Since he was put in charge of the Trump administration’s coronavirus response in August, Scott Atlas, a radiologist with no background in public-health, has given the president some suspect advice, sharing his beliefs that asymptomatic people shouldn’t be tested and that masks don’t work. On Sunday, he lent his guidance to the people of Michigan, encouraging them to “rise up” against new lockdown measures in the state, which include a three-week pause for in-person classes for high schools and colleges, as well as a suspension for indoor dining, theaters, stadiums, and non-professional sports.
Aside from the issue of a federal public-health adviser condemning the kind of state order that has been proven to slow the spread of a virus which has killed over 246,000 Americans, Atlas’s comment – which many interpreted as casual encouragement of mild insurrection – came just over a month after the FBI stopped a militia plot to kidnap Michigan Governor Gretchen Whitmer for “treason.” Responding to Atlas’s statement, Whitmer told CNN: “We know that the White House likes to single us out here in Michigan, me out in particular. I’m not going to be bullied into not following reputable scientists and medical professionals.”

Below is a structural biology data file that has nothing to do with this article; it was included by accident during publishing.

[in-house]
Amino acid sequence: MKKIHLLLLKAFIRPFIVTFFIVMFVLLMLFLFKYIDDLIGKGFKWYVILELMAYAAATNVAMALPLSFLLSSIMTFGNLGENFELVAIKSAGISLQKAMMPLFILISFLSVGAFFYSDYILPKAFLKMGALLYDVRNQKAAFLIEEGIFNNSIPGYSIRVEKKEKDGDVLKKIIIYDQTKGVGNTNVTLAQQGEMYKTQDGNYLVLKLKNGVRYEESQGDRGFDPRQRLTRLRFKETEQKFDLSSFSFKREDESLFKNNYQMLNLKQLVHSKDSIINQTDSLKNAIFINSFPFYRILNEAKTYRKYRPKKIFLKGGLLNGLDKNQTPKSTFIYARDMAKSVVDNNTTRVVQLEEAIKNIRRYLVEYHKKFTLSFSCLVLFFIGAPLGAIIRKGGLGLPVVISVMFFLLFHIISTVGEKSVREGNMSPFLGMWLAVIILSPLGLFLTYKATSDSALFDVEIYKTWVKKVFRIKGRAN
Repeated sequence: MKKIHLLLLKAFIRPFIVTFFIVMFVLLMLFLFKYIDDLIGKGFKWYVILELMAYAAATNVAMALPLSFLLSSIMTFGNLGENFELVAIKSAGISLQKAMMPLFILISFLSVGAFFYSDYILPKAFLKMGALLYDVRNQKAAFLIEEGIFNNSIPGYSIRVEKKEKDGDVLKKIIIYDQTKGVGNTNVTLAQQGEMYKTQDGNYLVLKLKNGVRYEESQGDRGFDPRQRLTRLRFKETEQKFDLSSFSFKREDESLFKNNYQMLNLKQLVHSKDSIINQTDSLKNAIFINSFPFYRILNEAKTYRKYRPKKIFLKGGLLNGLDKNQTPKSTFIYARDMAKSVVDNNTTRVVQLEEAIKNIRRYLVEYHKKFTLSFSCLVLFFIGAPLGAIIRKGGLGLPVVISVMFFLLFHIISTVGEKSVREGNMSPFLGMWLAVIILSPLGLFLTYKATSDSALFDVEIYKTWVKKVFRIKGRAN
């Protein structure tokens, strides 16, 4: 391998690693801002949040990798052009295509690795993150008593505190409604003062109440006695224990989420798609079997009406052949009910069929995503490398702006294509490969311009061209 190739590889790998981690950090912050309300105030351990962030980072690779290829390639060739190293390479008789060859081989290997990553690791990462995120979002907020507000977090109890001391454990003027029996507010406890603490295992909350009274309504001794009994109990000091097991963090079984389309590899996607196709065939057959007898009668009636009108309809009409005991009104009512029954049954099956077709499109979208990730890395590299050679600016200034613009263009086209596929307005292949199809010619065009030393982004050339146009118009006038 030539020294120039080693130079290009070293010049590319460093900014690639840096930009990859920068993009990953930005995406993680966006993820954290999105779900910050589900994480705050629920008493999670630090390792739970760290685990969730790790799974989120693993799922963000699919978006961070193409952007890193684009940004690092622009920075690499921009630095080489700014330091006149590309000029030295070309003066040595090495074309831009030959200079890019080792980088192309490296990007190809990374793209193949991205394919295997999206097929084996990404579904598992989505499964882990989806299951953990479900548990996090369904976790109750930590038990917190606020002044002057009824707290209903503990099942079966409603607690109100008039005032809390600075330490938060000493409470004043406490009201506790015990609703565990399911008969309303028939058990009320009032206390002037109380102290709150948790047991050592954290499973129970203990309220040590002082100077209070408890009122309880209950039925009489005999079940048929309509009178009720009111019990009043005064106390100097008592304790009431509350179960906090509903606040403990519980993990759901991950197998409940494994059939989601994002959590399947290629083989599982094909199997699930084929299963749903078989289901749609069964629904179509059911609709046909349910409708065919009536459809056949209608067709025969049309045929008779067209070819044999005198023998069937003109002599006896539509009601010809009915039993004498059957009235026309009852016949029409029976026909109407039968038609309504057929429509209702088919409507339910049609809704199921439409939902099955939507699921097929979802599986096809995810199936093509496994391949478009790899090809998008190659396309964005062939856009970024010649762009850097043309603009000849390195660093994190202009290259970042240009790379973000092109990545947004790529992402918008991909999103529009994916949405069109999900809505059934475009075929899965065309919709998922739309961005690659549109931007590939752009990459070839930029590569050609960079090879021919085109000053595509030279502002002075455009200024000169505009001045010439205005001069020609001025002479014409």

Late Sunday evening, Atlas said he was not encouraging violence, tweeting: “Hey. I NEVER was talking at all about violence. People vote, people peacefully protest. NEVER would I endorse or incite violence. NEVER!!”
Atlas is not the only figure in the Trump administration who has condemned Whitmer with insensitive language. Less than two weeks after more than a dozen people were arrested in connection with the kidnapping plot, President Trump encouraged a “lock her up” chant during a rally in Muskegon and suggested Whitmer could undermine the election. “This is exactly the rhetoric that has put me, my family, and other government officials’ lives in danger while we try to save the lives of our fellow Americans,” Whitmer said in response. “It needs to stop.”
Atlas’s online remarks may actually be less dangerous than the comments he’s made within the White House. According to the Washington Post, in the early fall he “advocated allowing infections to spread naturally among most of the population,” a course that the president is functionally encouraging by doing nothing to stop the unmitigated surge of the pandemic in many states. Shortly after Atlas made his comment on Sunday night, the nation passed 11 million COVID cases — having grown from 10 million in just six days.
This post has been updated with Atlas’s follow up tweet.